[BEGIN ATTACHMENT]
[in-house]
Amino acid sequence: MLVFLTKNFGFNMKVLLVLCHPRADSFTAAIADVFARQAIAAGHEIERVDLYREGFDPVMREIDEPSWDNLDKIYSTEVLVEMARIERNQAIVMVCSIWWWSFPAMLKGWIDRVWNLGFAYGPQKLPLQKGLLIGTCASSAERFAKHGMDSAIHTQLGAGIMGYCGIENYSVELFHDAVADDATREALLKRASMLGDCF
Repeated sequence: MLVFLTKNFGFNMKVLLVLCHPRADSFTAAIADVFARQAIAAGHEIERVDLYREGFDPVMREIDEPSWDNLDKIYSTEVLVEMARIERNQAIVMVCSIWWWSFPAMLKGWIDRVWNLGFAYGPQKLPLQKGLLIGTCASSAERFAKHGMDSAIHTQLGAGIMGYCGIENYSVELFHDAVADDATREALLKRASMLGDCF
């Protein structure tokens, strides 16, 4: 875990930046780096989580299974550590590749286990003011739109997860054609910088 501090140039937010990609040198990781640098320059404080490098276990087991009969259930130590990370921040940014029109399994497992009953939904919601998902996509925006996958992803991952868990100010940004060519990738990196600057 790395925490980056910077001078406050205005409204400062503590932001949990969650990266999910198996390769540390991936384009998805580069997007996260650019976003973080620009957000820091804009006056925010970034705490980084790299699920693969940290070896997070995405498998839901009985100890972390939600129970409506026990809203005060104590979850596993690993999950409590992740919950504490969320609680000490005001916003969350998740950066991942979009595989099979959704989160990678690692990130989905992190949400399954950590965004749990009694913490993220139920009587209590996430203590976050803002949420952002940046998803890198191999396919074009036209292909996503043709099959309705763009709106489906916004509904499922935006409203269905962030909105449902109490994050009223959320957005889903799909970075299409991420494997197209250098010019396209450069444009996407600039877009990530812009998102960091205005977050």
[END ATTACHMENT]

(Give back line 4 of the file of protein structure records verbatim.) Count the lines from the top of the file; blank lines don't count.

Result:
């Protein structure tokens, strides 16, 4: 875990930046780096989580299974550590590749286990003011739109997860054609910088 501090140039937010990609040198990781640098320059404080490098276990087991009969259930130590990370921040940014029109399994497992009953939904919601998902996509925006996958992803991952868990100010940004060519990738990196600057 790395925490980056910077001078406050205005409204400062503590932001949990969650990266999910198996390769540390991936384009998805580069997007996260650019976003973080620009957000820091804009006056925010970034705490980084790299699920693969940290070896997070995405498998839901009985100890972390939600129970409506026990809203005060104590979850596993690993999950409590992740919950504490969320609680000490005001916003969350998740950066991942979009595989099979959704989160990678690692990130989905992190949400399954950590965004749990009694913490993220139920009587209590996430203590976050803002949420952002940046998803890198191999396919074009036209292909996503043709099959309705763009709106489906916004509904499922935006409203269905962030909105449902109490994050009223959320957005889903799909970075299409991420494997197209250098010019396209450069444009996407600039877009990530812009998102960091205005977050």